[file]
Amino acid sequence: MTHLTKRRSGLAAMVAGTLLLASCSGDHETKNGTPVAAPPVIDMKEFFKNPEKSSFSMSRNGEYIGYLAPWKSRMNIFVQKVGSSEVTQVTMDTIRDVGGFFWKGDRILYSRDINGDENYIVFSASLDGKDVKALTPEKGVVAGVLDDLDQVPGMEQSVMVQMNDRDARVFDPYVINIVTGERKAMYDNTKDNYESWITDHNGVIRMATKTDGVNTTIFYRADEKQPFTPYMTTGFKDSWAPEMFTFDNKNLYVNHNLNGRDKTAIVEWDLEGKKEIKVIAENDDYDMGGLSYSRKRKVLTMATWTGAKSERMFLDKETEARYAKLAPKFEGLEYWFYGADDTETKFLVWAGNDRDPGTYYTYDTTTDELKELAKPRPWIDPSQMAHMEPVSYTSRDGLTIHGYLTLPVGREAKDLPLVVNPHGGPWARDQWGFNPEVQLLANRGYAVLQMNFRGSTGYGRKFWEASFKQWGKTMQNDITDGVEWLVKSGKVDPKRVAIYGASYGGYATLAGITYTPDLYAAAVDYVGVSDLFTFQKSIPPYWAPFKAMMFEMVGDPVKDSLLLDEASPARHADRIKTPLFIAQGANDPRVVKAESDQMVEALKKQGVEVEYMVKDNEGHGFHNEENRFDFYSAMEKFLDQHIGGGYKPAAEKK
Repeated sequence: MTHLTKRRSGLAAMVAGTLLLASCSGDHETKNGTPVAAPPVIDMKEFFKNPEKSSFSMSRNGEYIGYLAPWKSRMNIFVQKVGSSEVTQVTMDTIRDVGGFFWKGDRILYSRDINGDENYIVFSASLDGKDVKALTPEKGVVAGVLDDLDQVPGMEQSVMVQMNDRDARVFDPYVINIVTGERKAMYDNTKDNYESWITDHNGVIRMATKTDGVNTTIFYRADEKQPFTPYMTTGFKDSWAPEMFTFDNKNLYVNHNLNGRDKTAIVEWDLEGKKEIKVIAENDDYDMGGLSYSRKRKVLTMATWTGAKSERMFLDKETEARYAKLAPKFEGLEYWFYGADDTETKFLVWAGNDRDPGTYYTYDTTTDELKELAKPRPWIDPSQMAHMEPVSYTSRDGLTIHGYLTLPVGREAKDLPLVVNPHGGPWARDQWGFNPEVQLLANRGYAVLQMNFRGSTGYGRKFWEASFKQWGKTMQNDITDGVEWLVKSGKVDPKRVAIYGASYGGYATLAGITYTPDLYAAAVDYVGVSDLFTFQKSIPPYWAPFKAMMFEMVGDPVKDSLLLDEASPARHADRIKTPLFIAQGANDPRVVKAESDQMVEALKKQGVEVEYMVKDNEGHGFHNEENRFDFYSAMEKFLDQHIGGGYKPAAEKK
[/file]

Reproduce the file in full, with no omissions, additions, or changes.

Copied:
Amino acid sequence: MTHLTKRRSGLAAMVAGTLLLASCSGDHETKNGTPVAAPPVIDMKEFFKNPEKSSFSMSRNGEYIGYLAPWKSRMNIFVQKVGSSEVTQVTMDTIRDVGGFFWKGDRILYSRDINGDENYIVFSASLDGKDVKALTPEKGVVAGVLDDLDQVPGMEQSVMVQMNDRDARVFDPYVINIVTGERKAMYDNTKDNYESWITDHNGVIRMATKTDGVNTTIFYRADEKQPFTPYMTTGFKDSWAPEMFTFDNKNLYVNHNLNGRDKTAIVEWDLEGKKEIKVIAENDDYDMGGLSYSRKRKVLTMATWTGAKSERMFLDKETEARYAKLAPKFEGLEYWFYGADDTETKFLVWAGNDRDPGTYYTYDTTTDELKELAKPRPWIDPSQMAHMEPVSYTSRDGLTIHGYLTLPVGREAKDLPLVVNPHGGPWARDQWGFNPEVQLLANRGYAVLQMNFRGSTGYGRKFWEASFKQWGKTMQNDITDGVEWLVKSGKVDPKRVAIYGASYGGYATLAGITYTPDLYAAAVDYVGVSDLFTFQKSIPPYWAPFKAMMFEMVGDPVKDSLLLDEASPARHADRIKTPLFIAQGANDPRVVKAESDQMVEALKKQGVEVEYMVKDNEGHGFHNEENRFDFYSAMEKFLDQHIGGGYKPAAEKK
Repeated sequence: MTHLTKRRSGLAAMVAGTLLLASCSGDHETKNGTPVAAPPVIDMKEFFKNPEKSSFSMSRNGEYIGYLAPWKSRMNIFVQKVGSSEVTQVTMDTIRDVGGFFWKGDRILYSRDINGDENYIVFSASLDGKDVKALTPEKGVVAGVLDDLDQVPGMEQSVMVQMNDRDARVFDPYVINIVTGERKAMYDNTKDNYESWITDHNGVIRMATKTDGVNTTIFYRADEKQPFTPYMTTGFKDSWAPEMFTFDNKNLYVNHNLNGRDKTAIVEWDLEGKKEIKVIAENDDYDMGGLSYSRKRKVLTMATWTGAKSERMFLDKETEARYAKLAPKFEGLEYWFYGADDTETKFLVWAGNDRDPGTYYTYDTTTDELKELAKPRPWIDPSQMAHMEPVSYTSRDGLTIHGYLTLPVGREAKDLPLVVNPHGGPWARDQWGFNPEVQLLANRGYAVLQMNFRGSTGYGRKFWEASFKQWGKTMQNDITDGVEWLVKSGKVDPKRVAIYGASYGGYATLAGITYTPDLYAAAVDYVGVSDLFTFQKSIPPYWAPFKAMMFEMVGDPVKDSLLLDEASPARHADRIKTPLFIAQGANDPRVVKAESDQMVEALKKQGVEVEYMVKDNEGHGFHNEENRFDFYSAMEKFLDQHIGGGYKPAAEKK